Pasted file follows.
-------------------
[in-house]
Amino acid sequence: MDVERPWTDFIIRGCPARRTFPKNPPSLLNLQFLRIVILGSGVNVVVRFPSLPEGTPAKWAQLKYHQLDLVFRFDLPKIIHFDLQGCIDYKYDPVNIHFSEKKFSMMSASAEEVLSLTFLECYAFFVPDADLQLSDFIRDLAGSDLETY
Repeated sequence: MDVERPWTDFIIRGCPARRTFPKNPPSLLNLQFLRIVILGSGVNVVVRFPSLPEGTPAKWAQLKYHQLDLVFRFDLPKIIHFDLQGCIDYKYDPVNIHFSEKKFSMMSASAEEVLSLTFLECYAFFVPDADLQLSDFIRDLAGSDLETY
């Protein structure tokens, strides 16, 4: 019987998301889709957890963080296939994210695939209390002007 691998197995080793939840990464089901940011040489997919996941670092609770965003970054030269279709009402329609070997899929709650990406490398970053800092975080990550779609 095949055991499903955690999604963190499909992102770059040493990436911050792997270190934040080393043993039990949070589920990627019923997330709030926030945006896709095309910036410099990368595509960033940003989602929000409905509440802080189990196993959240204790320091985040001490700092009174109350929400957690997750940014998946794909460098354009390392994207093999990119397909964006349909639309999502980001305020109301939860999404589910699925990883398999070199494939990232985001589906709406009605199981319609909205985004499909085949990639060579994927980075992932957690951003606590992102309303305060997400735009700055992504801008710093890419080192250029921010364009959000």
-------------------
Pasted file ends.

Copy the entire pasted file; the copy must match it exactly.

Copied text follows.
[in-house]
Amino acid sequence: MDVERPWTDFIIRGCPARRTFPKNPPSLLNLQFLRIVILGSGVNVVVRFPSLPEGTPAKWAQLKYHQLDLVFRFDLPKIIHFDLQGCIDYKYDPVNIHFSEKKFSMMSASAEEVLSLTFLECYAFFVPDADLQLSDFIRDLAGSDLETY
Repeated sequence: MDVERPWTDFIIRGCPARRTFPKNPPSLLNLQFLRIVILGSGVNVVVRFPSLPEGTPAKWAQLKYHQLDLVFRFDLPKIIHFDLQGCIDYKYDPVNIHFSEKKFSMMSASAEEVLSLTFLECYAFFVPDADLQLSDFIRDLAGSDLETY
């Protein structure tokens, strides 16, 4: 019987998301889709957890963080296939994210695939209390002007 691998197995080793939840990464089901940011040489997919996941670092609770965003970054030269279709009402329609070997899929709650990406490398970053800092975080990550779609 095949055991499903955690999604963190499909992102770059040493990436911050792997270190934040080393043993039990949070589920990627019923997330709030926030945006896709095309910036410099990368595509960033940003989602929000409905509440802080189990196993959240204790320091985040001490700092009174109350929400957690997750940014998946794909460098354009390392994207093999990119397909964006349909639309999502980001305020109301939860999404589910699925990883398999070199494939990232985001589906709406009605199981319609909205985004499909085949990639060579994927980075992932957690951003606590992102309303305060997400735009700055992504801008710093890419080192250029921010364009959000």